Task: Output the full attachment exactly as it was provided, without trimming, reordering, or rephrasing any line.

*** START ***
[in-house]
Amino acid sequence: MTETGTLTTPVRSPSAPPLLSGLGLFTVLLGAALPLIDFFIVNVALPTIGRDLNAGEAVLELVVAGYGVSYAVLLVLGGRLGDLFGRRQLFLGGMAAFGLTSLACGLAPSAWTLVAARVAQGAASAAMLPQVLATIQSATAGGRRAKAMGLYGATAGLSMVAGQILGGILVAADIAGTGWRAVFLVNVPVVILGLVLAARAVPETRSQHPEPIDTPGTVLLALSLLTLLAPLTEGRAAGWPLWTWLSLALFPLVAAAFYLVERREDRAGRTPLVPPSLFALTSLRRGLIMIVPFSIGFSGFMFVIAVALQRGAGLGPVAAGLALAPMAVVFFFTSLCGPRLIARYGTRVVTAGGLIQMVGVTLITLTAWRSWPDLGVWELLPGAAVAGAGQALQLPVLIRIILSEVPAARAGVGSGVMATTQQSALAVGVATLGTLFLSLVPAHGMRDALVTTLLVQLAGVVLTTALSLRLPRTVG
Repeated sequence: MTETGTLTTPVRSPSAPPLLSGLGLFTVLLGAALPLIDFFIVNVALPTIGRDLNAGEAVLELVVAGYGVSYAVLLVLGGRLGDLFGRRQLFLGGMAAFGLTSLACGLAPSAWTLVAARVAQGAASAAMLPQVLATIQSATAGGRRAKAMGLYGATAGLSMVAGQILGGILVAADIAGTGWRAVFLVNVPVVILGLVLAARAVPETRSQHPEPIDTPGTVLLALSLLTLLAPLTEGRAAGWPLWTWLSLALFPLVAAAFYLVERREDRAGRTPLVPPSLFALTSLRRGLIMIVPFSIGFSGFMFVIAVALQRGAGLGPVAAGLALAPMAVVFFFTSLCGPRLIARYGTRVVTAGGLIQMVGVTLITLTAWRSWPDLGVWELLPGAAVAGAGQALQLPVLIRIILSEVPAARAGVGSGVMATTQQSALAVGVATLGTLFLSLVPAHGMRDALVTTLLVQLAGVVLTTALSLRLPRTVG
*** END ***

[in-house]
Amino acid sequence: MTETGTLTTPVRSPSAPPLLSGLGLFTVLLGAALPLIDFFIVNVALPTIGRDLNAGEAVLELVVAGYGVSYAVLLVLGGRLGDLFGRRQLFLGGMAAFGLTSLACGLAPSAWTLVAARVAQGAASAAMLPQVLATIQSATAGGRRAKAMGLYGATAGLSMVAGQILGGILVAADIAGTGWRAVFLVNVPVVILGLVLAARAVPETRSQHPEPIDTPGTVLLALSLLTLLAPLTEGRAAGWPLWTWLSLALFPLVAAAFYLVERREDRAGRTPLVPPSLFALTSLRRGLIMIVPFSIGFSGFMFVIAVALQRGAGLGPVAAGLALAPMAVVFFFTSLCGPRLIARYGTRVVTAGGLIQMVGVTLITLTAWRSWPDLGVWELLPGAAVAGAGQALQLPVLIRIILSEVPAARAGVGSGVMATTQQSALAVGVATLGTLFLSLVPAHGMRDALVTTLLVQLAGVVLTTALSLRLPRTVG
Repeated sequence: MTETGTLTTPVRSPSAPPLLSGLGLFTVLLGAALPLIDFFIVNVALPTIGRDLNAGEAVLELVVAGYGVSYAVLLVLGGRLGDLFGRRQLFLGGMAAFGLTSLACGLAPSAWTLVAARVAQGAASAAMLPQVLATIQSATAGGRRAKAMGLYGATAGLSMVAGQILGGILVAADIAGTGWRAVFLVNVPVVILGLVLAARAVPETRSQHPEPIDTPGTVLLALSLLTLLAPLTEGRAAGWPLWTWLSLALFPLVAAAFYLVERREDRAGRTPLVPPSLFALTSLRRGLIMIVPFSIGFSGFMFVIAVALQRGAGLGPVAAGLALAPMAVVFFFTSLCGPRLIARYGTRVVTAGGLIQMVGVTLITLTAWRSWPDLGVWELLPGAAVAGAGQALQLPVLIRIILSEVPAARAGVGSGVMATTQQSALAVGVATLGTLFLSLVPAHGMRDALVTTLLVQLAGVVLTTALSLRLPRTVG